The Five Most Important Concepts in International Relations

Stephen Walt, a Harvard professor of international relations, has a post up on Foreign Policy about the five most important concepts in international relations. It’s in honor of all the graduating students out there (shout out to the class of 2014—congratulations!).

Obviously there’s more to international relations than this (which reminds me how much I wish I had some extra money lying around so I could go get an international relations degree!), but here’s what Professor Walt says is the most important:

  1. Anarchy—there’s no central authority on the world stage, unlike in domestic politics.
  2. Balance of power—everyone always worries about how their strength relates to others, and big shifts in balance of power usually means big problems.
  3. Comparative advantage—it’s better to specialize in producing something you have a relative advantage at than try to do everything.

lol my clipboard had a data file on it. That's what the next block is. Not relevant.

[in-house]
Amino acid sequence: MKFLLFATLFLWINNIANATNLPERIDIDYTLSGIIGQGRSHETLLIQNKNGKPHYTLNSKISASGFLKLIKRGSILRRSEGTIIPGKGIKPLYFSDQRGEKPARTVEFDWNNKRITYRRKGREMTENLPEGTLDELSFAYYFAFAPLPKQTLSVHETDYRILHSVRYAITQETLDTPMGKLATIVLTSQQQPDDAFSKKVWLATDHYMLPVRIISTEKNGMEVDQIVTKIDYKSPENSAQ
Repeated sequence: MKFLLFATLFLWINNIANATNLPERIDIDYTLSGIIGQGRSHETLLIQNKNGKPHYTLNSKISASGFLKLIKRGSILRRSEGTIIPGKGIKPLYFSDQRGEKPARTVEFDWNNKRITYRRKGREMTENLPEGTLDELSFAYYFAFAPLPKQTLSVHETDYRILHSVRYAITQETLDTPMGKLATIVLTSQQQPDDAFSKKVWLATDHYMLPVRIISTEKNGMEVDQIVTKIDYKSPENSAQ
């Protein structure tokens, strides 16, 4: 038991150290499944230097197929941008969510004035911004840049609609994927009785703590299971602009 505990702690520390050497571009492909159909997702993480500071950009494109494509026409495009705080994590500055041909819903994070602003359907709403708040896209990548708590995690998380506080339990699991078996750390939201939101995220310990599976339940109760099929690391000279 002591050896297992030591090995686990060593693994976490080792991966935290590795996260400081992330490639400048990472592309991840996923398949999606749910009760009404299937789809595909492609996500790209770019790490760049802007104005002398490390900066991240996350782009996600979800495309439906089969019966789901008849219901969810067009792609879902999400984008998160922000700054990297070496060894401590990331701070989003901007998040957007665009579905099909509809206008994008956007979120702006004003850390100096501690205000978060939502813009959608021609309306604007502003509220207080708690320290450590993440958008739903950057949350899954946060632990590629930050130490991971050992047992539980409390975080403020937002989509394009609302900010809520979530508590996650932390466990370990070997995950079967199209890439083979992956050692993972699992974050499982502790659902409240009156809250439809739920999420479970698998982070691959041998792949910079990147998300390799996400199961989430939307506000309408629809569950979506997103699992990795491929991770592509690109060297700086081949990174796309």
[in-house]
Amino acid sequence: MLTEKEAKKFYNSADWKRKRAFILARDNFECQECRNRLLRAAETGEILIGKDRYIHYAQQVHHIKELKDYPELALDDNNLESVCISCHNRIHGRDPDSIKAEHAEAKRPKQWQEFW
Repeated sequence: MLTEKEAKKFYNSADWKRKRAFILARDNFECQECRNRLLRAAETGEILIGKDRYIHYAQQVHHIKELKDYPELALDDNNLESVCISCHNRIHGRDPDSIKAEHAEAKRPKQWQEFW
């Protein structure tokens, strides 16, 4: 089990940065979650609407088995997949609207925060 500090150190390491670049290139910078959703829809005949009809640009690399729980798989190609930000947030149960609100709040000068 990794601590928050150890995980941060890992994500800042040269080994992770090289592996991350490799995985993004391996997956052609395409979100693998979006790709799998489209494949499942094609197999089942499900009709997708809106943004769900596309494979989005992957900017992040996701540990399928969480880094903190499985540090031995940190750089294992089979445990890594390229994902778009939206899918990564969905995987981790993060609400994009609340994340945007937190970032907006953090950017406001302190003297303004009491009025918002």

4. Misperception and miscalculation—basically, people are stupid and often act stupidly.
  5. Social constructivism—states’ behavior is often shaped by prevailing social attitudes.

Admittedly, I’m not sure I agree with this list or not, but I thought it was interesting enough to share. (And interesting enough to make me want to quit my job that I haven’t even started and go study international relations!)

What do you think? What are the most important concepts in your field?


4 thoughts on “The Five Most Important Concepts in International Relations

  1. The very same article just popped up in my facebook news feed 🙂 During my undergraduate studies I did quite a bit of IR and found it very enjoyable – and I’m personally very fond of social constructivism (the concept is used a in a lot of other fields too).


    1. I’d actually never heard of social constructivism before reading that article–either it’s not that popular in the US, or isn’t popular in the history field. It sounds interesting, though, and I definitely want to learn more.


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